Now he’s not even among the Runners & Riders. Will have to play a Treasury blinder over the summer if he’s not to appear in history as the lowest form of political life. Or maybe leave it all to Carney … All those years of kowtowing to the Chinese, to underpin his 2020 government. All that promotion of Hinkley Point (EDF must be a screaming short trade). All those pathetic Tory backbenchers who grovelled to him. Toast?  Dust. 
  • Sadiq 
Clearly a bit of an operator. While the Benns and McDonnells and Hodges and Abbbottts and (eventually) Watsons are jerking off in various Westminster committee rooms and recording studios, Sadiq is actually angling to play serious power politics in a sphere of his own. Creativity-plus-initiative is everything at times like this. King over the water? It worked for Boris, and Julius Caesar. (But not for Ken. Or General McArthur.) 

PS, I did say that Sadiq was the price of Brexit … 
  • Momentum 
The McDonnell strategy is playing out. (1) protest undying loyalty to the Sainted Jeremy and his mega-mandate … (2) … in the certain knowledge this is a doomed cause; no need to be seen with a knife when every other bugger is wielding one (3) rouse the Momentum hordes into a frenzy of ‘keep-the-2015-flame-alive’ passion (4) watch Jeremy expire in revolutionary martyrdom with several blades between his shoulders (5) ride to glory at the head of the Momentum Massive (6) win the snap election of October 2016. Easy.  Actually, he must know that scenario isn’t remotely a shoe-in: but hey, what better chance does an old fully paid-up Stalinist have? 

PS what’s Watson up to? Sorry, I have no intelligence on that: but it is obviously designed to thwart (5) above. 
  • Boris 
Clever old Boris.  (Unless he offers Osborne a deal.)
  • MPs 
On one theory, there is a clear all-party majority of Remainder MPs. Parliament works by formed factions that command working majorities. If they were all as pro-EU as (say) Damian Green, one might imagine a functional Parliamentary Remain Party being created that could do, well, whatever it wanted in that cause (even appoint a PM and government of its own). If they were all really pro-EU. And if there was any serious natural leadership in evidence. 

There’s the flaw: because I reckon the majority of MPs are careerist tossers to whom the above strategy isn’t worth the candle. They’ve all got battles to fight within conventional existing-party frameworks, not least including de-selection (or being KIPpered) at the next election if they don’t get with the Brexit programme.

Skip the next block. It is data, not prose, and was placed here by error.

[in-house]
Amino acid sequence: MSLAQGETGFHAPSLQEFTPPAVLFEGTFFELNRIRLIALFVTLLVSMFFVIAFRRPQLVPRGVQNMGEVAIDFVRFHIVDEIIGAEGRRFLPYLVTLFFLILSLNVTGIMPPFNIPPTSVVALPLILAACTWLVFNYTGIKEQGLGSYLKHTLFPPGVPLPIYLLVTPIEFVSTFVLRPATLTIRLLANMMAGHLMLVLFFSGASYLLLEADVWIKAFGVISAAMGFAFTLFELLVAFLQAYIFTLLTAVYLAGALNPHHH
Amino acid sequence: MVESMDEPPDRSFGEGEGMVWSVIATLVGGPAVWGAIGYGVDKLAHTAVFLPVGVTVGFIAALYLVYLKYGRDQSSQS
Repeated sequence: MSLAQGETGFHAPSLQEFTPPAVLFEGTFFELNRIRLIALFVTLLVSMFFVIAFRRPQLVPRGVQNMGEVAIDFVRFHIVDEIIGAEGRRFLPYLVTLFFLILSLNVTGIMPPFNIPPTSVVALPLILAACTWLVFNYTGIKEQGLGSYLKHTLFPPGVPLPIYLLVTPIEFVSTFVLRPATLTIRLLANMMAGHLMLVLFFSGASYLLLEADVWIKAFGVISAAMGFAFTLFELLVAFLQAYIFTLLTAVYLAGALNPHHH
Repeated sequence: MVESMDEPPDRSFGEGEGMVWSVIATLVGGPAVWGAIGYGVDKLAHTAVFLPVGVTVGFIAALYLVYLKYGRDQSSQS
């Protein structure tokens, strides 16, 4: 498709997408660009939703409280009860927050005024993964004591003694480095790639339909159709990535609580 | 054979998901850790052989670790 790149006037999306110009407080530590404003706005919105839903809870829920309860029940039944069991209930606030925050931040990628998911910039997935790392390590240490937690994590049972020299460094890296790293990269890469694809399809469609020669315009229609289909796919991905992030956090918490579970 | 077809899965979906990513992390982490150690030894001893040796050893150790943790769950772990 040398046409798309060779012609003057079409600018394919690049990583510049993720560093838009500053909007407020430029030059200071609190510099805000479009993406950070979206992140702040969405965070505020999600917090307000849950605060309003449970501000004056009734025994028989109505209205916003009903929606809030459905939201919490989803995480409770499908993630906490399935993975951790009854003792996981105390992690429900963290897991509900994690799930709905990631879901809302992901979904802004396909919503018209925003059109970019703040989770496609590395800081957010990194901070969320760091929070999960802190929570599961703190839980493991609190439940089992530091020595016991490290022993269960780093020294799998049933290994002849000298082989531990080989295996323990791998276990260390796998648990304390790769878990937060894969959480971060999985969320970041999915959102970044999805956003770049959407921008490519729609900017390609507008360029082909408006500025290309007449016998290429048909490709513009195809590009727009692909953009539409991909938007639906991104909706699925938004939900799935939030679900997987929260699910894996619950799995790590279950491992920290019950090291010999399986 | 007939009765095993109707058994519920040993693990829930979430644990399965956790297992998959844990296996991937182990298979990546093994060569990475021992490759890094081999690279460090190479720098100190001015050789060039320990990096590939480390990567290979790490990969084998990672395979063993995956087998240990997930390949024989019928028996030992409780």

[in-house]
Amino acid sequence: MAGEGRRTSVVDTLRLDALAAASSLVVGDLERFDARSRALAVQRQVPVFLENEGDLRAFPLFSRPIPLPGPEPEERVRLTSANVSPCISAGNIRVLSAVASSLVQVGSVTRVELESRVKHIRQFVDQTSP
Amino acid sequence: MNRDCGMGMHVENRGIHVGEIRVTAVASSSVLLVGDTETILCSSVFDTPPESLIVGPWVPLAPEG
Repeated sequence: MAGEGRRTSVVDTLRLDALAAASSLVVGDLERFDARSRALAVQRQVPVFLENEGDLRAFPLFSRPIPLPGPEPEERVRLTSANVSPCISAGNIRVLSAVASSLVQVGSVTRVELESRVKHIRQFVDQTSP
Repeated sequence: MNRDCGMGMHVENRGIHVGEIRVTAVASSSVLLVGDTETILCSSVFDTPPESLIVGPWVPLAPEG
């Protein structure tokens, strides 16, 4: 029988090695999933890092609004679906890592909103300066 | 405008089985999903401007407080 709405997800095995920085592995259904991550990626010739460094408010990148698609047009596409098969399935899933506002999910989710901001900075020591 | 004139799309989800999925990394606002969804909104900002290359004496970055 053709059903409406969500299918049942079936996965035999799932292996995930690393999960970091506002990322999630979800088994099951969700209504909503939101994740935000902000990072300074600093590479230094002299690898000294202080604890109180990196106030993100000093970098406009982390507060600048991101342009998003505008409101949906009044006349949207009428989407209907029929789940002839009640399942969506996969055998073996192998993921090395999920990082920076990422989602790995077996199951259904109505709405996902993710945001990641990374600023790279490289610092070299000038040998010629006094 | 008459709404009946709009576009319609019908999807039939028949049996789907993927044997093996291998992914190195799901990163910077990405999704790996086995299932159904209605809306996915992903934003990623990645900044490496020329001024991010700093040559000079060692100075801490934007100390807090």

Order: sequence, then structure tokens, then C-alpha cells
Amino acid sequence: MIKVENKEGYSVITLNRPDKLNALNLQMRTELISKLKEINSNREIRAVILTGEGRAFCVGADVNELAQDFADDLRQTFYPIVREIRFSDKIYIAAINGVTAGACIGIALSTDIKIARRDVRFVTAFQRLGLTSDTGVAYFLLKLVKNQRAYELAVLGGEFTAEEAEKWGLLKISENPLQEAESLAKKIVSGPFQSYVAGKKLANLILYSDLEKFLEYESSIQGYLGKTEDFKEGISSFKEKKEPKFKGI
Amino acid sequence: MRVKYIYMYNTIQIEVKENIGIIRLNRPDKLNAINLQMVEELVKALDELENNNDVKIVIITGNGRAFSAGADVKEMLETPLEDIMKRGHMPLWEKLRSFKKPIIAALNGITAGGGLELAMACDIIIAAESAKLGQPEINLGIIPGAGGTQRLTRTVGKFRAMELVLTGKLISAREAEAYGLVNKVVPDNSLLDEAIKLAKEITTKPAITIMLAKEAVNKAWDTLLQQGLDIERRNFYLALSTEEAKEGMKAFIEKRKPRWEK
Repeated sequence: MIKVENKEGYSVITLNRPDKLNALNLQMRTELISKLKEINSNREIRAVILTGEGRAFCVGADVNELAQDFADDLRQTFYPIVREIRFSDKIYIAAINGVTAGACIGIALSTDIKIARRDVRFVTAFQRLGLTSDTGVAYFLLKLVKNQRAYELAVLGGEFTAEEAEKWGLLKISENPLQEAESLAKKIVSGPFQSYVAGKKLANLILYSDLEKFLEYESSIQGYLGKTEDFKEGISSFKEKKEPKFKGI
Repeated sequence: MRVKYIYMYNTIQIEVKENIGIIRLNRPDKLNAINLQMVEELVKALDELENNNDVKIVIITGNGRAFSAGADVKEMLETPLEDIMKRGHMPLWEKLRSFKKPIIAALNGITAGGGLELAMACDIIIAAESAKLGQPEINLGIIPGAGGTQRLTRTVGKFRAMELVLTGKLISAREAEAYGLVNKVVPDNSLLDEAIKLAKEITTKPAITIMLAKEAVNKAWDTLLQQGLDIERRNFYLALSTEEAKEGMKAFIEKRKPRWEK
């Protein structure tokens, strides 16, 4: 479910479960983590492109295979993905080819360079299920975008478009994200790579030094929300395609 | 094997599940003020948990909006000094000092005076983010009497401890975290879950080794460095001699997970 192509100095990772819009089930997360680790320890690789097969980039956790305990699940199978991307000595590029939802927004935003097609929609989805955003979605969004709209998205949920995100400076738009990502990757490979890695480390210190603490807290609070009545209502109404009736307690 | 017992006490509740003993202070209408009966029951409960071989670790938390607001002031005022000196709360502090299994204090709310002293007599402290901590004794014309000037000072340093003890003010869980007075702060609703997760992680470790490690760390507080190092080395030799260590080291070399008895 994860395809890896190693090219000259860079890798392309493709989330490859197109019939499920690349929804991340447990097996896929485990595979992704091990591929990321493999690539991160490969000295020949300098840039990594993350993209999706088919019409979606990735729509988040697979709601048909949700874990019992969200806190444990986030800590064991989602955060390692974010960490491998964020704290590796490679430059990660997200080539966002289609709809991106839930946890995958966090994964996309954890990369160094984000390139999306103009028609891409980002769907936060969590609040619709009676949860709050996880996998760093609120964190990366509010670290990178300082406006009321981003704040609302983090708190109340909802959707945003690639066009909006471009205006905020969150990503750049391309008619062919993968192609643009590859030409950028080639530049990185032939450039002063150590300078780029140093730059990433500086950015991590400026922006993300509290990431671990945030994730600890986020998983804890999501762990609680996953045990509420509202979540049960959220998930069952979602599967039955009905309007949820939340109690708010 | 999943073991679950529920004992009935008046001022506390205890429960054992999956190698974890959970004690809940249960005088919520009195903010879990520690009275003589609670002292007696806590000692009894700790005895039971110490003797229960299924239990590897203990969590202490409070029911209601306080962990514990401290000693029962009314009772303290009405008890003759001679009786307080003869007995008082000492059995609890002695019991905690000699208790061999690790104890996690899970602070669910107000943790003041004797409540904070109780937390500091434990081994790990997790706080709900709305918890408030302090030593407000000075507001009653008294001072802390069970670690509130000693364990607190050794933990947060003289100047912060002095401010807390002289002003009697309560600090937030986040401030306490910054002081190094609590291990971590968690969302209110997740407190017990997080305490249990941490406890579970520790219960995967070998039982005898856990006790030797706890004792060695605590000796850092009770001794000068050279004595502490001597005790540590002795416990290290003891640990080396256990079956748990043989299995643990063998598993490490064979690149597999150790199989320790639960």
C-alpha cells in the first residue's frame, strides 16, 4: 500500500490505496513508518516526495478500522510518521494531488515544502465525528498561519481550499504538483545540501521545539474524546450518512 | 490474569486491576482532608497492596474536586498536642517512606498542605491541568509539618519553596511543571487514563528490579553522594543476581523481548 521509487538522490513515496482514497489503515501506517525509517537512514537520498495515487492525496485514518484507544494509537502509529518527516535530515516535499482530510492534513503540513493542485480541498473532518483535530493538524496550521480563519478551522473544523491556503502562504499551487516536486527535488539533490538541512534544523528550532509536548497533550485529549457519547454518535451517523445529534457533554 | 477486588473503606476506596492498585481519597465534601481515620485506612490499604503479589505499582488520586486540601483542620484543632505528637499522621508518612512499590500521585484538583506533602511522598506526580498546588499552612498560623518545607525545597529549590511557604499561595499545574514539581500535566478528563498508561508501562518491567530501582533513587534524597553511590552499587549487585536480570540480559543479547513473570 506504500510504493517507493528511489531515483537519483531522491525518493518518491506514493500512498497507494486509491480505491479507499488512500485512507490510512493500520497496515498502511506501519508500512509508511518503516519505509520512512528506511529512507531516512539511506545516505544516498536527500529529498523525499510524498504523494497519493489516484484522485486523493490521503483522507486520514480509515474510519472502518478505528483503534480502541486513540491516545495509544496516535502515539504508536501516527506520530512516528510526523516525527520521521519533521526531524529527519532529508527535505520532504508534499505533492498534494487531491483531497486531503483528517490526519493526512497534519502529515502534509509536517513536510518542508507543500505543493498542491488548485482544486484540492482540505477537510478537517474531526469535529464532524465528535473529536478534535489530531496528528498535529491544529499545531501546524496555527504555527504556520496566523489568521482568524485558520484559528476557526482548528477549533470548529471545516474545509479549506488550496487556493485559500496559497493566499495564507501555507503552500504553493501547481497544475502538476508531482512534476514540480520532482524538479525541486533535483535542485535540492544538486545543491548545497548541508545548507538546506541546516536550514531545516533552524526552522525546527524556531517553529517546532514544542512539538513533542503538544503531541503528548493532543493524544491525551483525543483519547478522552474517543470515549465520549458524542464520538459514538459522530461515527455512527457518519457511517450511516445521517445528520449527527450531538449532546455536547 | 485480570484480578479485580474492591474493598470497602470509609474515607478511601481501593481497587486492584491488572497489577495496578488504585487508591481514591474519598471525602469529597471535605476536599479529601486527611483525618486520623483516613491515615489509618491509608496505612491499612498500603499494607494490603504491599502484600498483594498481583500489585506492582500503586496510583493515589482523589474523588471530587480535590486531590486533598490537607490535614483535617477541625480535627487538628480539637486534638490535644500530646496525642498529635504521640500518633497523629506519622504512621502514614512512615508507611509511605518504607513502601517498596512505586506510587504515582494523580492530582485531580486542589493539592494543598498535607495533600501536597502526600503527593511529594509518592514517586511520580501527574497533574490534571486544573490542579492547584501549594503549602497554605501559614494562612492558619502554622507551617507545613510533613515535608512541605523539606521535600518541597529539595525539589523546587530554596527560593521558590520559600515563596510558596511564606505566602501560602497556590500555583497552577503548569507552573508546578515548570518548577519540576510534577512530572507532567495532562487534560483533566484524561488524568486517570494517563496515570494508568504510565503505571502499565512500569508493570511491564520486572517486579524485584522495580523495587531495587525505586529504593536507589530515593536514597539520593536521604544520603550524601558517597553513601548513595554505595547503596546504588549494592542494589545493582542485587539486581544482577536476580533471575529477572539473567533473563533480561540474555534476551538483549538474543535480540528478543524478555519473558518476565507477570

Leadership? Heseltine fumes from the wings but, errr … But I suppose there may be some MP out there we’ve never really noticed. Could be interesting. Probably not.
  • Eurocrats 
Behaving as badly as ever, they learn nothing, they can’t help themselves. And, if we are correctly informed, they are about to open the sluice-gates on a pent-up flood of ‘sensitive’ measures they were holding back until, errrr, now. Good luck with making us feel buyers’ remorse when we watch you opening your doors to Turkey and banning our toasters.

Hint: there is no more BAU. If you haven’t spotted that, Merkel will be taking you by the elbow some day soon. Or the goolies. She’ll get the point across somehow. 
  • Sturgeon 
Thrashing around a bit, actually, in her proactive and articulate way. She really doesn’t want to negotiate separation terms with a confident new Tory PM, or to row off in her little boat into a world of $50 oil. And the Eurocrats may not offer her anything tasty on a plate: their instincts are not to trade with cessationists; just like the taxman won’t trade with you in hypotheticals. They’ll still be busily admitting Turkey and banning toasters. One other thought: if the Scotties are really pissed off, I’d say the prospect of copping the Euro will NOT be a major deterrent next time around. 
  • UKIP 
Interesting. Is their work done, do they go home now? The new PM had better hope not, because if the Tories get their act together, while the ex Tory Kippers will be drifting back, the Labour Party will still be haemorrhaging in that direction. Making that October election all the easier. 

*  *  *  *  *  *  *  *

Yes, quite a dawn. One that cheered up the hospital patient no end. 

ND

Saturday, 25 June 2016

A very British coup?

It's now about twenty-four hours since it became clear that the UK had voted to leave the EU in our momentous referendum. I can tell you exactly what I was doing when the Sunderland result was announced: I was drying up my dishes in the kitchen, preparing to go to bed, listening to the TV in the adjoining room. The returning officer read out the numbers and the whoops went up from the Leave supporters; the returning officer's voice cracked slightly, she paused, then she read the Leave number out again just to be clear. It was obvious at that very nanosecond that that would be the "clip" of the night, to be repeated on broadcasts and documentaries for generations.